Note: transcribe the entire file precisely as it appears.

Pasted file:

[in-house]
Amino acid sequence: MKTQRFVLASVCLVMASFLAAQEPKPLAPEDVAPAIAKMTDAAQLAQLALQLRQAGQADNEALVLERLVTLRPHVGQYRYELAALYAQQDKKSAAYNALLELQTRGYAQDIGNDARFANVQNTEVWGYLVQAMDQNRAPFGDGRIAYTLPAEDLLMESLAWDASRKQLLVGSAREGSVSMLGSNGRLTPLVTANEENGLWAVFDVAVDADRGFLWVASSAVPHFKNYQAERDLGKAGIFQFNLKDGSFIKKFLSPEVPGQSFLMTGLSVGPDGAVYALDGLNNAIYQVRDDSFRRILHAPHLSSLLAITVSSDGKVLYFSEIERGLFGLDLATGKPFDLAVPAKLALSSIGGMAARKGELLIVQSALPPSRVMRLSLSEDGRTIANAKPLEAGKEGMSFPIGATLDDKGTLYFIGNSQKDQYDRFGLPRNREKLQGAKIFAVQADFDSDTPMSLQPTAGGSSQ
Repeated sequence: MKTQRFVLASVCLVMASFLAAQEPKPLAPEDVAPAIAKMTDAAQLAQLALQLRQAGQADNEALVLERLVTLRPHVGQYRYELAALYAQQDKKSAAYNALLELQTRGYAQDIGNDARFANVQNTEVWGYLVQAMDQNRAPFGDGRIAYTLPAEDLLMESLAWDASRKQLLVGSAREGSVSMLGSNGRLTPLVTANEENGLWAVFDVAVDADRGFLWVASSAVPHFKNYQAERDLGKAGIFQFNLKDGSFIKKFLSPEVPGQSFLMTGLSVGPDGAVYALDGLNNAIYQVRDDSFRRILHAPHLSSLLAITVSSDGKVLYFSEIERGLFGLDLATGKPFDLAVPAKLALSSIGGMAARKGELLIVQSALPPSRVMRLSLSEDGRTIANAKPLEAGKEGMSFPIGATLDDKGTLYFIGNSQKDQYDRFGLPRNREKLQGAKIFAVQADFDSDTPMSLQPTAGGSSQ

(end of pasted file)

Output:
[in-house]
Amino acid sequence: MKTQRFVLASVCLVMASFLAAQEPKPLAPEDVAPAIAKMTDAAQLAQLALQLRQAGQADNEALVLERLVTLRPHVGQYRYELAALYAQQDKKSAAYNALLELQTRGYAQDIGNDARFANVQNTEVWGYLVQAMDQNRAPFGDGRIAYTLPAEDLLMESLAWDASRKQLLVGSAREGSVSMLGSNGRLTPLVTANEENGLWAVFDVAVDADRGFLWVASSAVPHFKNYQAERDLGKAGIFQFNLKDGSFIKKFLSPEVPGQSFLMTGLSVGPDGAVYALDGLNNAIYQVRDDSFRRILHAPHLSSLLAITVSSDGKVLYFSEIERGLFGLDLATGKPFDLAVPAKLALSSIGGMAARKGELLIVQSALPPSRVMRLSLSEDGRTIANAKPLEAGKEGMSFPIGATLDDKGTLYFIGNSQKDQYDRFGLPRNREKLQGAKIFAVQADFDSDTPMSLQPTAGGSSQ
Repeated sequence: MKTQRFVLASVCLVMASFLAAQEPKPLAPEDVAPAIAKMTDAAQLAQLALQLRQAGQADNEALVLERLVTLRPHVGQYRYELAALYAQQDKKSAAYNALLELQTRGYAQDIGNDARFANVQNTEVWGYLVQAMDQNRAPFGDGRIAYTLPAEDLLMESLAWDASRKQLLVGSAREGSVSMLGSNGRLTPLVTANEENGLWAVFDVAVDADRGFLWVASSAVPHFKNYQAERDLGKAGIFQFNLKDGSFIKKFLSPEVPGQSFLMTGLSVGPDGAVYALDGLNNAIYQVRDDSFRRILHAPHLSSLLAITVSSDGKVLYFSEIERGLFGLDLATGKPFDLAVPAKLALSSIGGMAARKGELLIVQSALPPSRVMRLSLSEDGRTIANAKPLEAGKEGMSFPIGATLDDKGTLYFIGNSQKDQYDRFGLPRNREKLQGAKIFAVQADFDSDTPMSLQPTAGGSSQ